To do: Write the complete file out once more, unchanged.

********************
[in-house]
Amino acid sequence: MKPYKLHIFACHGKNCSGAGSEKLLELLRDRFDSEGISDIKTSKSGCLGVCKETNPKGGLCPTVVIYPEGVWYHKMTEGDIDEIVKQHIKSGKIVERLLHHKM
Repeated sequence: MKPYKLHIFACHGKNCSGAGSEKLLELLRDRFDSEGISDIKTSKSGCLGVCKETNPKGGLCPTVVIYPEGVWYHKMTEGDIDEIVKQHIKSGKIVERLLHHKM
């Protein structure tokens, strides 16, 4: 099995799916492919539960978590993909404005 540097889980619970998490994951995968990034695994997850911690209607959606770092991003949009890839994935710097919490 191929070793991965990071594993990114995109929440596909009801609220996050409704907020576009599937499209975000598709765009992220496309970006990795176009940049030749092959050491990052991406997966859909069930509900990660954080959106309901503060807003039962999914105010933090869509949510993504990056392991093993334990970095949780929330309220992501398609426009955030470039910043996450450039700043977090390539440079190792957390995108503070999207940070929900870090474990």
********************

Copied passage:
[in-house]
Amino acid sequence: MKPYKLHIFACHGKNCSGAGSEKLLELLRDRFDSEGISDIKTSKSGCLGVCKETNPKGGLCPTVVIYPEGVWYHKMTEGDIDEIVKQHIKSGKIVERLLHHKM
Repeated sequence: MKPYKLHIFACHGKNCSGAGSEKLLELLRDRFDSEGISDIKTSKSGCLGVCKETNPKGGLCPTVVIYPEGVWYHKMTEGDIDEIVKQHIKSGKIVERLLHHKM
């Protein structure tokens, strides 16, 4: 099995799916492919539960978590993909404005 540097889980619970998490994951995968990034695994997850911690209607959606770092991003949009890839994935710097919490 191929070793991965990071594993990114995109929440596909009801609220996050409704907020576009599937499209975000598709765009992220496309970006990795176009940049030749092959050491990052991406997966859909069930509900990660954080959106309901503060807003039962999914105010933090869509949510993504990056392991093993334990970095949780929330309220992501398609426009955030470039910043996450450039700043977090390539440079190792957390995108503070999207940070929900870090474990």